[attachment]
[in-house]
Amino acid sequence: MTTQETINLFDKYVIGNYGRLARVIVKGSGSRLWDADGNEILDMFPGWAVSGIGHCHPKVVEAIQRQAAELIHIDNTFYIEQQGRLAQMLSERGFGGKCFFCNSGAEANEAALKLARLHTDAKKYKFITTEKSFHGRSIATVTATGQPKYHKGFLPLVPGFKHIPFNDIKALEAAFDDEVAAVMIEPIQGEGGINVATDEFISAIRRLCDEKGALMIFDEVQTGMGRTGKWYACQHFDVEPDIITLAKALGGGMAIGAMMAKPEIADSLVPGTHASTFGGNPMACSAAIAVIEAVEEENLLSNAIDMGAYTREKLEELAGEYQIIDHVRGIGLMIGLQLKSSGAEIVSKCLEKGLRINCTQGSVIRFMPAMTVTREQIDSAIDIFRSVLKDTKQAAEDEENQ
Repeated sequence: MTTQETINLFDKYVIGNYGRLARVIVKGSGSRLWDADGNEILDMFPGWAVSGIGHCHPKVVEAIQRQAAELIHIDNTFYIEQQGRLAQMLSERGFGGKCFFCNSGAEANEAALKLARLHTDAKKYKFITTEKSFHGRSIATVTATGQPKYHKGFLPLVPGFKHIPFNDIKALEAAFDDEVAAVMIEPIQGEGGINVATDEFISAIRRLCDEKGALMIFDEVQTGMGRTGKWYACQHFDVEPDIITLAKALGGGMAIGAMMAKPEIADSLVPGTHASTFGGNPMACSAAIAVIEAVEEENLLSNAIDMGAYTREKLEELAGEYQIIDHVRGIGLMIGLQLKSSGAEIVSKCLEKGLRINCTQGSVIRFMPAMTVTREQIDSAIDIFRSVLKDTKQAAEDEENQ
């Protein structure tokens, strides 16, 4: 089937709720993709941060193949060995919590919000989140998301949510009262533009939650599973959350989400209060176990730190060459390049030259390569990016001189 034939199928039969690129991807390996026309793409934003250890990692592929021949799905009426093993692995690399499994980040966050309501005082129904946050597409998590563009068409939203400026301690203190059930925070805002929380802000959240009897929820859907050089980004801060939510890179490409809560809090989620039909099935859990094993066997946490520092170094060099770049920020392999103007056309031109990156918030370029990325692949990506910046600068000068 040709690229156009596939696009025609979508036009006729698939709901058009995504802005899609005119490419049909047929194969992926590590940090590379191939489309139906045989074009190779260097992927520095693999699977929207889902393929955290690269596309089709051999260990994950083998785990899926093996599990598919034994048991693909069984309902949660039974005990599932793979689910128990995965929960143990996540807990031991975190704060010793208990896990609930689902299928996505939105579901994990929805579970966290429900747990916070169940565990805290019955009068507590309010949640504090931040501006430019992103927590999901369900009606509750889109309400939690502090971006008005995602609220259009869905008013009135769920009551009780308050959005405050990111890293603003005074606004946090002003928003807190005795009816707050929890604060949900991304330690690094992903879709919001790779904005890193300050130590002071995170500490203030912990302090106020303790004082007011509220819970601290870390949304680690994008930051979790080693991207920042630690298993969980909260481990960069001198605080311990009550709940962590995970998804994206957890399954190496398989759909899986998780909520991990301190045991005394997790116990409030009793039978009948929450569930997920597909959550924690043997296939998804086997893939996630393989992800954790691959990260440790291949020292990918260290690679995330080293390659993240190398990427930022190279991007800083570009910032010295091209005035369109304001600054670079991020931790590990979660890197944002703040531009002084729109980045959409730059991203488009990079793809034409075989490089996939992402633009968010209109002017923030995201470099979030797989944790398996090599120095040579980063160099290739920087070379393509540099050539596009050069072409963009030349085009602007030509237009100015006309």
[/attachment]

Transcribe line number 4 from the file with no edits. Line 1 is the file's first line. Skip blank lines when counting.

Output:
């Protein structure tokens, strides 16, 4: 089937709720993709941060193949060995919590919000989140998301949510009262533009939650599973959350989400209060176990730190060459390049030259390569990016001189 034939199928039969690129991807390996026309793409934003250890990692592929021949799905009426093993692995690399499994980040966050309501005082129904946050597409998590563009068409939203400026301690203190059930925070805002929380802000959240009897929820859907050089980004801060939510890179490409809560809090989620039909099935859990094993066997946490520092170094060099770049920020392999103007056309031109990156918030370029990325692949990506910046600068000068 040709690229156009596939696009025609979508036009006729698939709901058009995504802005899609005119490419049909047929194969992926590590940090590379191939489309139906045989074009190779260097992927520095693999699977929207889902393929955290690269596309089709051999260990994950083998785990899926093996599990598919034994048991693909069984309902949660039974005990599932793979689910128990995965929960143990996540807990031991975190704060010793208990896990609930689902299928996505939105579901994990929805579970966290429900747990916070169940565990805290019955009068507590309010949640504090931040501006430019992103927590999901369900009606509750889109309400939690502090971006008005995602609220259009869905008013009135769920009551009780308050959005405050990111890293603003005074606004946090002003928003807190005795009816707050929890604060949900991304330690690094992903879709919001790779904005890193300050130590002071995170500490203030912990302090106020303790004082007011509220819970601290870390949304680690994008930051979790080693991207920042630690298993969980909260481990960069001198605080311990009550709940962590995970998804994206957890399954190496398989759909899986998780909520991990301190045991005394997790116990409030009793039978009948929450569930997920597909959550924690043997296939998804086997893939996630393989992800954790691959990260440790291949020292990918260290690679995330080293390659993240190398990427930022190279991007800083570009910032010295091209005035369109304001600054670079991020931790590990979660890197944002703040531009002084729109980045959409730059991203488009990079793809034409075989490089996939992402633009968010209109002017923030995201470099979030797989944790398996090599120095040579980063160099290739920087070379393509540099050539596009050069072409963009030349085009602007030509237009100015006309």